It has been suggested that peace and stability have to be established before any reforms can be made. The weakness of this argument, even if it can be regarded as correct, is that efforts to create stability can be a support for the power groups who oppose reform; the process would therefore strengthen the revolutionary situation.

The solution is obviously to be found in the doctrine that the imbalances which are at the root of the conflict have to be changed. If that is successful, it will be possible to establish peace and stability based on a foundation acceptable to the people themselves. This is the reality all outside parties have to accept.

This leads us to the other remarkable aspect of the peace plan: the principle of the intimate relationship between peace and democracy.

Already in the speech he held at his inauguration as Costa Rica’s president Oscar Arias made this principle a major point. Our experience, he said, has taught us that democracy is the form of government which gives the greatest possibilities for a future anchored on justice. Government through the decisions of correctly elected organs is the only way to a liberation from poverty and dependence.

What Oscar Arias is saying is that democracy is something more than a form of government. It is in reality an important tool in the work for peace.

We have to accept, however unwillingly – and independently of how old our own democratic traditions are – that the principle of majority rule is not perfect. In a number of areas we are only on the way towards the goals we have set ourselves. But democracy has the obvious advantage that it makes possible the further development of democracy. And because this is the case, we have also achieved goals which newly established democracies around the world can only dream of. It is important to have this historical perspective before us when we evaluate the quality of the young democracies. They have their difficult path to tread, just as we had.

The present situation in Central America gives us hope because democracy has been given a chance.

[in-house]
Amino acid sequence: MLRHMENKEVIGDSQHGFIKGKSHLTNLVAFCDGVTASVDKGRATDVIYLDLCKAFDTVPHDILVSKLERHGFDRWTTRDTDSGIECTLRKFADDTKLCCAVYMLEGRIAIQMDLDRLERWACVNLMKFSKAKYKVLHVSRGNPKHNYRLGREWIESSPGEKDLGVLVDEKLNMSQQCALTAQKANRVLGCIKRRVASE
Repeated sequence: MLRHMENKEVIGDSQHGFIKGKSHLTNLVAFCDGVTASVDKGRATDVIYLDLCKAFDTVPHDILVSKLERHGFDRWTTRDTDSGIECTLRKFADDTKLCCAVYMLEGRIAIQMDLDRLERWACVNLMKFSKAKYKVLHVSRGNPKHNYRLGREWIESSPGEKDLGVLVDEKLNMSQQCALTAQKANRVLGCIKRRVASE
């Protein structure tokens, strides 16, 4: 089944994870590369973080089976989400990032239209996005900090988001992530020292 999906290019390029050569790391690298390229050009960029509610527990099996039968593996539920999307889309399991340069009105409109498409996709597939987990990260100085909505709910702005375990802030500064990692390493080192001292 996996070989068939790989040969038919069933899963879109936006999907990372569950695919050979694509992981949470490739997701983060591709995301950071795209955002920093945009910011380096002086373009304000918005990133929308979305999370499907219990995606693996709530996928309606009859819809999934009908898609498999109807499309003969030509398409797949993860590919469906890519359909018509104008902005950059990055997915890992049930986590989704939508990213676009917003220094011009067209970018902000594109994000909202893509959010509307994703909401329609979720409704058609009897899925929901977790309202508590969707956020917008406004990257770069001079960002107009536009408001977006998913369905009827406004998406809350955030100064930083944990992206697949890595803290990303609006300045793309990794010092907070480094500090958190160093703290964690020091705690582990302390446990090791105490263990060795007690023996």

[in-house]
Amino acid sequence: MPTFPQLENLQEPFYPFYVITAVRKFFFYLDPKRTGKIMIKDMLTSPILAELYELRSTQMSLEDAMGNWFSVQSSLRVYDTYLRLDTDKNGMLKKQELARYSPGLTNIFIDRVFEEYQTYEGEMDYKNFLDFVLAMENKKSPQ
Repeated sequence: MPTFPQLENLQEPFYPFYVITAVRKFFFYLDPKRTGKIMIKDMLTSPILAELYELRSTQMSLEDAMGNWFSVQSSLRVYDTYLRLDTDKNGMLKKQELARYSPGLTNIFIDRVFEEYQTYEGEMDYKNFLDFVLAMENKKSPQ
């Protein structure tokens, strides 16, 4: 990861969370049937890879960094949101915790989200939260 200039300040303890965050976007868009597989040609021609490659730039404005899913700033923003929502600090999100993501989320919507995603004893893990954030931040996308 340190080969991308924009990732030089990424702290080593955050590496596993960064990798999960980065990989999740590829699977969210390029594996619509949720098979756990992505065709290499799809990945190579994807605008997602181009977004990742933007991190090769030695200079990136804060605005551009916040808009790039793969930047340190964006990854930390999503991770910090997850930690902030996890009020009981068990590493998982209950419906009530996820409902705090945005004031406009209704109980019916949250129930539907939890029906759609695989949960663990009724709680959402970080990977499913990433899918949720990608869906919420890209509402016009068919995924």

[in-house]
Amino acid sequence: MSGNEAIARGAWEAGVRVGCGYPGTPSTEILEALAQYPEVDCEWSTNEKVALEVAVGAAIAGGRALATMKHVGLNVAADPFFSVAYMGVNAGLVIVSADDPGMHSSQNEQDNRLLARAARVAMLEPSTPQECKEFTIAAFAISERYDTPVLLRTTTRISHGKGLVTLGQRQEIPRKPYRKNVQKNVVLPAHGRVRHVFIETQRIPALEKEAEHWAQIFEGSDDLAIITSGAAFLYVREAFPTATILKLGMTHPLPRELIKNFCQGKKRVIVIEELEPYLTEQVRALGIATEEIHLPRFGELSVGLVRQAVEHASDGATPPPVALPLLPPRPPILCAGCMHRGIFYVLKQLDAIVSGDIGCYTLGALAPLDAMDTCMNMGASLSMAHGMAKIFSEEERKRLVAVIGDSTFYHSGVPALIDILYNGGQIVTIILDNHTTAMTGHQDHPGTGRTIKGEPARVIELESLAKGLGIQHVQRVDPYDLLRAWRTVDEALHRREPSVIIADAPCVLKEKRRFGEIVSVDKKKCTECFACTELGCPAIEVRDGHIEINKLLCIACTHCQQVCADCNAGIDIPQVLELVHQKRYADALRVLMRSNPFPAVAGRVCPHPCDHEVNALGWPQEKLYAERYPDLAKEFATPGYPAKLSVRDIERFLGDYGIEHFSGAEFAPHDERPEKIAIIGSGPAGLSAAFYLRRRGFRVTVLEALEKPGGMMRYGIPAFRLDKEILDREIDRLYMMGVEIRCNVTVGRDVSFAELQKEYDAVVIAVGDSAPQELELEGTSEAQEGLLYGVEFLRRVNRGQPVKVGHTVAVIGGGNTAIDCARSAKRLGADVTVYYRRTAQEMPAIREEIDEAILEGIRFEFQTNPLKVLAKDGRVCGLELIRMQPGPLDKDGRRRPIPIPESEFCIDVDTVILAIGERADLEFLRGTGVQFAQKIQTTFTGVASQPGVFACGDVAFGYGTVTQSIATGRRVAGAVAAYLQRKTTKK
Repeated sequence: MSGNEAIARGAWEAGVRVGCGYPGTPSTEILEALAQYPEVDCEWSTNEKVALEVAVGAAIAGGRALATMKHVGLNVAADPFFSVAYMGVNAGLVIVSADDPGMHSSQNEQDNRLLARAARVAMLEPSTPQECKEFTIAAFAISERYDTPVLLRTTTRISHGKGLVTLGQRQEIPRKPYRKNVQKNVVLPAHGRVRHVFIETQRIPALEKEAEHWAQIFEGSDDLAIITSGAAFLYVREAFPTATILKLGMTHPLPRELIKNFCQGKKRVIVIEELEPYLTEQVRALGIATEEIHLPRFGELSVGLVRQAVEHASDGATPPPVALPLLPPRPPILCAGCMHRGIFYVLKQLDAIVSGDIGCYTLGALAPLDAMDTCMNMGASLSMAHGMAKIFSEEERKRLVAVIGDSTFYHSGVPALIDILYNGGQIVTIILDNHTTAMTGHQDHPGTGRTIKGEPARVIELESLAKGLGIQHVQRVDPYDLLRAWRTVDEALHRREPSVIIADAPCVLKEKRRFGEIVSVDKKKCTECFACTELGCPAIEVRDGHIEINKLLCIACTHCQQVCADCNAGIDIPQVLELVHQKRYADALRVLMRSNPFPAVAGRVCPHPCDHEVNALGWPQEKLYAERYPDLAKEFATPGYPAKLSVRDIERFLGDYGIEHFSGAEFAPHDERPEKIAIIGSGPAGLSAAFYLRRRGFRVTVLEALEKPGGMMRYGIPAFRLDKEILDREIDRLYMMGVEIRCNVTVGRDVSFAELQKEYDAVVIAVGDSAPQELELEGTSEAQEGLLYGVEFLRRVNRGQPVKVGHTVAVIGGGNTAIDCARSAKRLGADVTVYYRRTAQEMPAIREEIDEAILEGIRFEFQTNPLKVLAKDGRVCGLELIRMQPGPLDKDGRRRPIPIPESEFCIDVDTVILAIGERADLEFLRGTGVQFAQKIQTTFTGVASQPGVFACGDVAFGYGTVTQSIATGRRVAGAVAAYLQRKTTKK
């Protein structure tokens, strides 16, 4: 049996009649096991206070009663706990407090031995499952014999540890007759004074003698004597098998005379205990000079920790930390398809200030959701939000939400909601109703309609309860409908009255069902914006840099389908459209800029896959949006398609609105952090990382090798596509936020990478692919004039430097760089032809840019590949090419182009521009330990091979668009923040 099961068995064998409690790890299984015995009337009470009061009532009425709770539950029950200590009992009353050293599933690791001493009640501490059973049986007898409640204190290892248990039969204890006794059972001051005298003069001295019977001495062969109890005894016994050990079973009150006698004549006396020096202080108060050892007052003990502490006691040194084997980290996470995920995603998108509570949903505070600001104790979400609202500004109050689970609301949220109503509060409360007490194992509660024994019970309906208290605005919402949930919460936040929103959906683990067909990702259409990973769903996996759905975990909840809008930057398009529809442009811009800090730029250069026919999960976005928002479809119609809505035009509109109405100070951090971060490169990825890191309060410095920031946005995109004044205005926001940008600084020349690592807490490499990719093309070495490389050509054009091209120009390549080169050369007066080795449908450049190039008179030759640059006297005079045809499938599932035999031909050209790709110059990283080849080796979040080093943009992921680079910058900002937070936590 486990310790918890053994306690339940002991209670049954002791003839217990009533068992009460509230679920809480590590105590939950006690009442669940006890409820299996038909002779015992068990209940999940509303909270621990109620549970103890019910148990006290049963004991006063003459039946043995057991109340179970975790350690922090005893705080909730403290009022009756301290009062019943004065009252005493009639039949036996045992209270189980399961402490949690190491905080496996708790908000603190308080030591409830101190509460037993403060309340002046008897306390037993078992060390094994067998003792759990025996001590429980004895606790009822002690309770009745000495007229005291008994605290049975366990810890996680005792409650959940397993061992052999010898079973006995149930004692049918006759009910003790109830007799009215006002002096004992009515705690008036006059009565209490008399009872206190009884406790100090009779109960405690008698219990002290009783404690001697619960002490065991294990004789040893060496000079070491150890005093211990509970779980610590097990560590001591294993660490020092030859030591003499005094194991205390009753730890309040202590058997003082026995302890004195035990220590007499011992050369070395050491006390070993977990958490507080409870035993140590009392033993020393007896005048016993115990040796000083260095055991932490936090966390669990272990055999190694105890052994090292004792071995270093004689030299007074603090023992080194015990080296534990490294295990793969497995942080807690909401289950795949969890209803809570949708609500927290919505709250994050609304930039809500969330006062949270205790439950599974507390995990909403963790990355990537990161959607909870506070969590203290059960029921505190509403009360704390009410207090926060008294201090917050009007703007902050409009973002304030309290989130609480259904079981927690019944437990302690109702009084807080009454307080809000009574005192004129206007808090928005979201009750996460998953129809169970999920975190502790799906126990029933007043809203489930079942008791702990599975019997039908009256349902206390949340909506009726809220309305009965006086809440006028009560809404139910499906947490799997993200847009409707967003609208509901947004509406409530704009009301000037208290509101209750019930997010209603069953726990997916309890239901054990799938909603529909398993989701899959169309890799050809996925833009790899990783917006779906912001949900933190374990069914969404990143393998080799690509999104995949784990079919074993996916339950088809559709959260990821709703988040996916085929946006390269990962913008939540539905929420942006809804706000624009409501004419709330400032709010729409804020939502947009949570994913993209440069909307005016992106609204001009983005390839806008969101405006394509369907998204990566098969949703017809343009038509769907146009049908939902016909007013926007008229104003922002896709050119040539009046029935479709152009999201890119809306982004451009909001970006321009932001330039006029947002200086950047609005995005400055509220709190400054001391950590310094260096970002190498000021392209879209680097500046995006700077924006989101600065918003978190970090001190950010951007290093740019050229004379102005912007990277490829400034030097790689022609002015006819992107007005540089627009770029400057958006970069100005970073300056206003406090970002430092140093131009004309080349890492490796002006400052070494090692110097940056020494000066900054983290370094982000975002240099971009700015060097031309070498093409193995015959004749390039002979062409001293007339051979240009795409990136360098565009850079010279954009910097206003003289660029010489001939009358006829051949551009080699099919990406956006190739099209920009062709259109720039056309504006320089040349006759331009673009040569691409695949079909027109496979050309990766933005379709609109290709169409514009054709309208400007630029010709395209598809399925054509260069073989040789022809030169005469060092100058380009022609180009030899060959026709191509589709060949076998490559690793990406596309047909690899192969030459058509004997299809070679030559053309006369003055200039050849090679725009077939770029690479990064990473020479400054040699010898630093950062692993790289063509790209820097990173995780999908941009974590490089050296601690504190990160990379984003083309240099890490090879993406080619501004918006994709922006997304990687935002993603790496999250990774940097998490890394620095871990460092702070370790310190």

Democracy is, in contrast to totalitarian regimes, dependent on support from the people. This support is in its turn dependent on the experiences of the people. As long as democracy can be identified with free elections, freedom of expression, with honest measures for social justice and with a moderate improvement in economic status, the positive development can continue with the people’s support.

The future of democracy will be dependent on the realisation of a minimum of the people’s expectations. It can be difficult to accept the overturning of a dictatorship if the system which replaces it brings with it lack of freedom, corruption and injustice.

Government by the people makes demands – both on the individuals who govern and on the people who elect their leaders. There are demands for moral qualities, and there have to be ideals which nobody can reasonably deny.

With this as a background it is easy to see why the Central American peace plan is so strongly rooted in the connection between peace and democracy. Peace will be realised if democracy is realised. In this way the peace plan is something more than a dream and a hope. It is a powerful challenge – not only to the leaders of the five countries, but also to all of us. If we have anything to contribute which can affect the development of this area let it be a contribution to social and economic liberation and to the growth of a government by the people which is, in Central America as elsewhere, one of the keys to peace.

The award of the Peace Prize usually has two goals. This is particularly true this year. The prize to Oscar Arias is a recognition of an achieved result – the peace plan. It sets its sights also on the future and is a moral support in the work for peace which is based on that plan. The Norwegian Nobel Committee wishes, after much thought, to place the prestige of the Nobel Peace Prize in the scale to the advantage of those who struggle for democracy, for justice, for development and for the natural rights of the peoples in their countries.

Oscar Arias is one of the foremost of those who strive to achieve those goals. His name is today a focal point in the work for peace which is anchored in the will of the people and in respect for human rights. It is the Nobel Committee’s hope that the Peace Prize will contribute to his success in the symbolic building dedicated to peace which is now being raised for the war-weary people of Central America.

From Nobel Lectures, Peace 1981-1990, Editor-in-Charge Tore Frängsmyr, Editor Irwin Abrams, World Scientific Publishing Co., Singapore, 1997


Copyright © The Nobel Foundation 1987